Coinbase CEO Brian Armstrong has addressed rumours about the US Securities and Exchange Commission potentially banning retail investors from engaging in cryptocurrency staking.
Staking is a way of putting cryptocurrency to use that’s at the core of blockchains such as Ethereum.
“I hope that’s not the case as I believe it would be a terrible path for the U.S. if that was allowed to happen,” Brian tweeted on Wednesday.
While Armstrong’s suspicions might come as a surprise, the SEC’s Gary Gensler has previously said that cryptocurrencies which allow staking could be classified as securities based on the Howey test. However, the SEC is at odds with its sister regulator, the Commodity Futures Trading Commission (CFTC), which has designated ether as a commodity.
After a US Congressional hearing last September, Gensler told reporters that while he wasn’t referring to any particular coin or token, staking was “another indica that under the Howey test, the investing public is anticipating profits based on the efforts of others.”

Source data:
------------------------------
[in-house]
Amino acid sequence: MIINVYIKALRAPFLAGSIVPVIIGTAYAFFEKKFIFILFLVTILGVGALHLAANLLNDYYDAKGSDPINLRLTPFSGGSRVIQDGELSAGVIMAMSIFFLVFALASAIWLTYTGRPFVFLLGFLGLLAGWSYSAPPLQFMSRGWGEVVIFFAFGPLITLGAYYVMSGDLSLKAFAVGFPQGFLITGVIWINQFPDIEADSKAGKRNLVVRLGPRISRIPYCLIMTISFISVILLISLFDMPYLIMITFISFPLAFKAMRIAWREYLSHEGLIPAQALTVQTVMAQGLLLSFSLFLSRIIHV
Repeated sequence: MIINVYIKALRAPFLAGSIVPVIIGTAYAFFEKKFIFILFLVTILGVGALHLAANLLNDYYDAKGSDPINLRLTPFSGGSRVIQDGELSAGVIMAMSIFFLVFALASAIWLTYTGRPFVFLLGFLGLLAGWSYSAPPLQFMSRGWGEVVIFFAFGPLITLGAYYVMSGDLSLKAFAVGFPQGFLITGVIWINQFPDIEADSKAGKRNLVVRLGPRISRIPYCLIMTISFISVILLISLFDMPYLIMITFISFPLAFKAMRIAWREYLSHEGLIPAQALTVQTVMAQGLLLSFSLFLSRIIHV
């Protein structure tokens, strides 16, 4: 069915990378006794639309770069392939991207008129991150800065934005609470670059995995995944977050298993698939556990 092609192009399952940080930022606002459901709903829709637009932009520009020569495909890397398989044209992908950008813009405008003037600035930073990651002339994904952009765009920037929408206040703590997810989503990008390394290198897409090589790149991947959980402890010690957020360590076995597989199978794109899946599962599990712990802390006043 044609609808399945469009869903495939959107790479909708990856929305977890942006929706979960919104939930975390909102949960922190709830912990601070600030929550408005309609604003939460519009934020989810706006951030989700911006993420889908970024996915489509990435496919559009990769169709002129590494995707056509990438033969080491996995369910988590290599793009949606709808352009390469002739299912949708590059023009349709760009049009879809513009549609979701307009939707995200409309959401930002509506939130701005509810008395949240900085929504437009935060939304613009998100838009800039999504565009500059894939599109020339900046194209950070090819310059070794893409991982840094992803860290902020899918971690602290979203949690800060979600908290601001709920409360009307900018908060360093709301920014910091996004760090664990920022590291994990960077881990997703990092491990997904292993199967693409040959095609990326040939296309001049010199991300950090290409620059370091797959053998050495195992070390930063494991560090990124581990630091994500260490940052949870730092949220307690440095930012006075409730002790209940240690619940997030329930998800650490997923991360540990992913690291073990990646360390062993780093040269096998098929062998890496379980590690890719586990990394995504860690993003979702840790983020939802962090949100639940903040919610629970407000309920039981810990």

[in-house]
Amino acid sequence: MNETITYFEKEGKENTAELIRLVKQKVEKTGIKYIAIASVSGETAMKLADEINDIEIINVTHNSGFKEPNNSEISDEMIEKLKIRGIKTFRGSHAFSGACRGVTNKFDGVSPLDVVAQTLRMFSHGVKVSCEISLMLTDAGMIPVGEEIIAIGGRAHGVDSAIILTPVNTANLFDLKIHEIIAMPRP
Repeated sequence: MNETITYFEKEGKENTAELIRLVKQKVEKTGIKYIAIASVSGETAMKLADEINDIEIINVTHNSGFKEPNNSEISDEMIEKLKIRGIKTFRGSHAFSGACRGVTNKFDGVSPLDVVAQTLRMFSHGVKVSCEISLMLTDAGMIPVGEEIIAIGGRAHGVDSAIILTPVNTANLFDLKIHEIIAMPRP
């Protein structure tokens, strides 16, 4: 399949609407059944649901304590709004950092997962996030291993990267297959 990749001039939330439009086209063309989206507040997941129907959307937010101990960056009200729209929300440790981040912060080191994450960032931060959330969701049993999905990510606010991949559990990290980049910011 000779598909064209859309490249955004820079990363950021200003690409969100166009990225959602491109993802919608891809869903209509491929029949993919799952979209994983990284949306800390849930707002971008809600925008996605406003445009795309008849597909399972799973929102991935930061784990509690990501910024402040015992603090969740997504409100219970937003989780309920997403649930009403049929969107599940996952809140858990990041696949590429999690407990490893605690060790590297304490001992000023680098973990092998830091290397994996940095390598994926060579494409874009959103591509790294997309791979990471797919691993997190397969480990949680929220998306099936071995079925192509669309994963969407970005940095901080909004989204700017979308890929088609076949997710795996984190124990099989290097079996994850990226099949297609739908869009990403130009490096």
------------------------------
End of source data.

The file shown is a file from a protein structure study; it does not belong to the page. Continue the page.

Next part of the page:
A large amount of funds are staked. The value of said funds was around $42 billion in Q4 2022, with annualised rewards amounting to $3 billion, according to a report from non-custodial service provider Staked.
The executive director of the Proof-of-Stake Alliance (POSA), Alison Mangiero also told Coindesk that her organisation opposes any assertion that staking constitutes an unregistered security.
“Staking tends to get misconstrued with unrelated activities like lending, but staking is fundamentally a way for anyone to join in providing security for proof of stake networks,” Mangiero said.
“The existence of staking service providers allows everyday Americans to participate in staking, which democratizes network consensus and validation and is core to the continued growth of the global decentralized internet. Any regulatory action that runs counter to this misunderstands the nature of staking and hinders America’s ongoing efforts to foster domestic technological innovation.”